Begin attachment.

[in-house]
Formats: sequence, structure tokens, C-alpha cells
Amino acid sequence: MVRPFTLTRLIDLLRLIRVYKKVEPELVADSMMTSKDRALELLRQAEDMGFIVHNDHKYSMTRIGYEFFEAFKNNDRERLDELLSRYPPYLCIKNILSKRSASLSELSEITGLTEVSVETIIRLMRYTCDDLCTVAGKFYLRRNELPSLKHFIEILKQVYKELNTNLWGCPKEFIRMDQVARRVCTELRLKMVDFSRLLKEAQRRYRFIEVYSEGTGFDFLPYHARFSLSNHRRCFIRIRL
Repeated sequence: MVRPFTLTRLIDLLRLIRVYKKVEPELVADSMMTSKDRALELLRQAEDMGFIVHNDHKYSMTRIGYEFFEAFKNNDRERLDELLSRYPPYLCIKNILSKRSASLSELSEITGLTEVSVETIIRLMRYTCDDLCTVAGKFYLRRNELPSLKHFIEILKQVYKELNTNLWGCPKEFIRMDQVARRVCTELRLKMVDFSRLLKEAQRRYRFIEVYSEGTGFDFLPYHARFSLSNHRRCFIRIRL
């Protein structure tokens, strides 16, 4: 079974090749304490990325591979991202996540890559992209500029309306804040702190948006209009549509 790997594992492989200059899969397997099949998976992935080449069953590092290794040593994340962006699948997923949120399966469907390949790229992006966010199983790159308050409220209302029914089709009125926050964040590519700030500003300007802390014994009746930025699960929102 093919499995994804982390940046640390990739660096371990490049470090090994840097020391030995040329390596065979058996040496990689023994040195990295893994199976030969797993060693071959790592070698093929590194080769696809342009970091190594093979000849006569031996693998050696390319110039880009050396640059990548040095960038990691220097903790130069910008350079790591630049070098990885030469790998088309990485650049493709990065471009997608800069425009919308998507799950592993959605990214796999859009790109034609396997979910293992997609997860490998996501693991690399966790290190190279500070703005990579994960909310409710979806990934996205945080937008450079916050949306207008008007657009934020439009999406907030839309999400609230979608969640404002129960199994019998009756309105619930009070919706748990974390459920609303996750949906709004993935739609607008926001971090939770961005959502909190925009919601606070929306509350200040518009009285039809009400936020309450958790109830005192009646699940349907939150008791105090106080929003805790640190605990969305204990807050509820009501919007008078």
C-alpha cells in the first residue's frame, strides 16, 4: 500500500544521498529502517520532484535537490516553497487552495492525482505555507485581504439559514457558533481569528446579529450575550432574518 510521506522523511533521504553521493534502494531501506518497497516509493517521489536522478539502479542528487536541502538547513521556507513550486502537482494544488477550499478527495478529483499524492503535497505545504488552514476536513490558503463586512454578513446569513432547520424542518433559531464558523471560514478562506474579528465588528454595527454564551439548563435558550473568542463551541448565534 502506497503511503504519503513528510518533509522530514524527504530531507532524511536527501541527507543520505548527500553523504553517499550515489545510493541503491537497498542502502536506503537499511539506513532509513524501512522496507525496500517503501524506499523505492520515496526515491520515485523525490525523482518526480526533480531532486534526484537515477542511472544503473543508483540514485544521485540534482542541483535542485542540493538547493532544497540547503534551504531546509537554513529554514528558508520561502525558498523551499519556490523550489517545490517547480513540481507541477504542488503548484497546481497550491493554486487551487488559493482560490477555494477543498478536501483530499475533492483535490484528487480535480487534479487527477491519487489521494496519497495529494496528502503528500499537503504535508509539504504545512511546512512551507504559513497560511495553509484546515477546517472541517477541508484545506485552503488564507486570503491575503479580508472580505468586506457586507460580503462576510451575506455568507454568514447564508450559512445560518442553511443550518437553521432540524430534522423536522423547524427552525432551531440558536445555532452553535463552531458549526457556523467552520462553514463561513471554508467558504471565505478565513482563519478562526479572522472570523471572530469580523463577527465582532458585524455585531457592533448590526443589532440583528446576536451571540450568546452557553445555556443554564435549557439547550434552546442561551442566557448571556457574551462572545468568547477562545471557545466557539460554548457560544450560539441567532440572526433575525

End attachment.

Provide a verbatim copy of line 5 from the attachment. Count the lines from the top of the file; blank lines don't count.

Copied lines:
């Protein structure tokens, strides 16, 4: 079974090749304490990325591979991202996540890559992209500029309306804040702190948006209009549509 790997594992492989200059899969397997099949998976992935080449069953590092290794040593994340962006699948997923949120399966469907390949790229992006966010199983790159308050409220209302029914089709009125926050964040590519700030500003300007802390014994009746930025699960929102 093919499995994804982390940046640390990739660096371990490049470090090994840097020391030995040329390596065979058996040496990689023994040195990295893994199976030969797993060693071959790592070698093929590194080769696809342009970091190594093979000849006569031996693998050696390319110039880009050396640059990548040095960038990691220097903790130069910008350079790591630049070098990885030469790998088309990485650049493709990065471009997608800069425009919308998507799950592993959605990214796999859009790109034609396997979910293992997609997860490998996501693991690399966790290190190279500070703005990579994960909310409710979806990934996205945080937008450079916050949306207008008007657009934020439009999406907030839309999400609230979608969640404002129960199994019998009756309105619930009070919706748990974390459920609303996750949906709004993935739609607008926001971090939770961005959502909190925009919601606070929306509350200040518009009285039809009400936020309450958790109830005192009646699940349907939150008791105090106080929003805790640190605990969305204990807050509820009501919007008078």